Review | Spider-Man: No Way Home | 2021
Nostalgia has become such a driving force in American cinema, and with Spider-Man: No Way Home becoming the first COVID-era film to do pre-pandemic level box office numbers, that likely isn't going to change anytime soon.
No Way Home seems to exist solely to remind audiences of the past, which hobbles it from the get-go in myriad ways. Capping off the Marvel Cinematic Universe's Spider-Man trilogy, No Way Home also seeks to tie in every previous cinematic iteration of Spider-Man in a collision of universes that acts as a kind of closing act that Sam Raimi and Marc Webb's Spider-Man series never really had, each being unceremoniously cancelled in favor of each subsequent reboot. In this film, Peter Parker (Tom Holland) has been unmasked as Spider-Man, and has found his life in shambles, with those closest to him bearing the brunt of the consequences. Seeking to undo the damage, he implores Doctor Strange (Benedict Cumberbatch, whose once brilliant character has been turned into something of an idiot) to cast a spell of forgetfulness to wipe the world's memories of his identity. The spell goes horribly wrong, however, and opens the door for the Spider-Man rogues gallery from other universes to come pouring through.
The presence of villains like Dr. Octopus (Alfred Molina), Green Goblin (Willem Dafoe), and Electro (Jamie Foxx) was the center of the film's marketing campaign, which also hinged on a "no spoilers" tease that masks the fact that there are no real surprises to be had here, and the "big secret" that everyone is so worried about having spoiled for them is about as obvious as the four mechanical arms on Doc Ock's back. But for a film whose twists were never really in doubt, it's surprising just how little weight they are given. Sure, it's nice seeing these beloved characters back on the screen, but they really only serve to remind us of better films. No Way Home looks like mud, trafficking in the kind of under-lit visual sludge that is so typical of modern superhero spectacle. It's such a long way from Raimi's Spider-Man trilogy, and seeing these characters return only highlights the weakness of the MCU entries - things were so much more compelling when these films were actually directed rather than cobbled together by a committee for the purpose of fitting into some larger web of intellectual properties designed to keep audiences coming back for more and boxing other films out of cinemas.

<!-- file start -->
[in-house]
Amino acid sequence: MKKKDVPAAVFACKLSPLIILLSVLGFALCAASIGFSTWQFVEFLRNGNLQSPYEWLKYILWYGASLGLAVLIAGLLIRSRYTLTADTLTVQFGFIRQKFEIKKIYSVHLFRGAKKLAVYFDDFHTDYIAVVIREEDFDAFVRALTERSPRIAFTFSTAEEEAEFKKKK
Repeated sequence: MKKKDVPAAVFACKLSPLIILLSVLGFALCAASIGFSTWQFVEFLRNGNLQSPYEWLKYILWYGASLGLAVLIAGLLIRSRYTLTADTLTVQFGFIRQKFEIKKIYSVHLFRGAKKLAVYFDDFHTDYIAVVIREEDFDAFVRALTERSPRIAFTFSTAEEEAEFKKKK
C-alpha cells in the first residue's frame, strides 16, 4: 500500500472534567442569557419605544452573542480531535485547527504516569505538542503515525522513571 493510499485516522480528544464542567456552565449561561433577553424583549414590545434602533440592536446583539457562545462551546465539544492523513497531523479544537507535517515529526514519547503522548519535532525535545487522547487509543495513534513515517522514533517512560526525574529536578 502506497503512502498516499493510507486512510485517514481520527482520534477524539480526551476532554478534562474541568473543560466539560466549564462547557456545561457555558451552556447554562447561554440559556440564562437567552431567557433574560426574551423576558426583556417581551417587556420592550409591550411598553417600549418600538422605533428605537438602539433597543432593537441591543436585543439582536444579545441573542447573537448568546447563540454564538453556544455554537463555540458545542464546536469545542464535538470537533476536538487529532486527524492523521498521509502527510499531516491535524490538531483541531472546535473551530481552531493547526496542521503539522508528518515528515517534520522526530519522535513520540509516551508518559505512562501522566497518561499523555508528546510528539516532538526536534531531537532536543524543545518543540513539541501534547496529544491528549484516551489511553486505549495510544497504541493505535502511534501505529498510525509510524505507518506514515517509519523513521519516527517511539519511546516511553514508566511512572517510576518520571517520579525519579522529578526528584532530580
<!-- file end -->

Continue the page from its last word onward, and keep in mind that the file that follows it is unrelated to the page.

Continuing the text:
Yet by far its greatest sin is how the entire plot revolves around giving closure to nearly every major character of the earlier Spider-Man films, and in doing so revealing not only a fundamental misunderstanding of how storytelling works, but what made those earlier films (and their characters) work so well. While their respective series never really got a "final" chapter, each character had a full arc. Their stories do not require closure, because for the most part they already had it. It's the most fatal flaw of No Way Home, a determination to continue stories that were already completed, so it essentially has nowhere to go. It simply rehashes ideas that we've seen before in better films. It will no doubt make bucketloads of money, and lead to yet more legacy sequels that rely heavily on audience nostalgia, but it fails as both a film and a piece of storytelling because in its desperation to give its villains a "second chance," it reveals that it has nothing new or interesting to add to their stories. It's simply a shadow of things that once were, reheated without the wit or imagination that made audiences fall in love with them in the first place.